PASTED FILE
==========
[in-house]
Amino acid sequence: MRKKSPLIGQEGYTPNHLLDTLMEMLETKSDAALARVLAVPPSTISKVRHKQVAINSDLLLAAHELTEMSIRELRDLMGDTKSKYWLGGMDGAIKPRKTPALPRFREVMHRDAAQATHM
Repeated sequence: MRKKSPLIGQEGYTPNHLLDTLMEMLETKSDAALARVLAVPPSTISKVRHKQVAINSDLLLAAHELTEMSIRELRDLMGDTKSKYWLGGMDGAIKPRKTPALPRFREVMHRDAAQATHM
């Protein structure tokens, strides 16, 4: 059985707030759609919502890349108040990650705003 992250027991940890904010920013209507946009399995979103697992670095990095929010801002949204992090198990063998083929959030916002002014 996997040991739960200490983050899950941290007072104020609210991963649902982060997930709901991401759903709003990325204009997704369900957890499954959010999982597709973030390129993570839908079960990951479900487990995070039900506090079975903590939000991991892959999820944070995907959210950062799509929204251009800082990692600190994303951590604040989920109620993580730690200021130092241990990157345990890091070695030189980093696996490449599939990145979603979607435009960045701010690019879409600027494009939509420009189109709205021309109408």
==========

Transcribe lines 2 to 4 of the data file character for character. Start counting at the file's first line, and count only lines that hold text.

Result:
Amino acid sequence: MRKKSPLIGQEGYTPNHLLDTLMEMLETKSDAALARVLAVPPSTISKVRHKQVAINSDLLLAAHELTEMSIRELRDLMGDTKSKYWLGGMDGAIKPRKTPALPRFREVMHRDAAQATHM
Repeated sequence: MRKKSPLIGQEGYTPNHLLDTLMEMLETKSDAALARVLAVPPSTISKVRHKQVAINSDLLLAAHELTEMSIRELRDLMGDTKSKYWLGGMDGAIKPRKTPALPRFREVMHRDAAQATHM
């Protein structure tokens, strides 16, 4: 059985707030759609919502890349108040990650705003 992250027991940890904010920013209507946009399995979103697992670095990095929010801002949204992090198990063998083929959030916002002014 996997040991739960200490983050899950941290007072104020609210991963649902982060997930709901991401759903709003990325204009997704369900957890499954959010999982597709973030390129993570839908079960990951479900487990995070039900506090079975903590939000991991892959999820944070995907959210950062799509929204251009800082990692600190994303951590604040989920109620993580730690200021130092241990990157345990890091070695030189980093696996490449599939990145979603979607435009960045701010690019879409600027494009939509420009189109709205021309109408």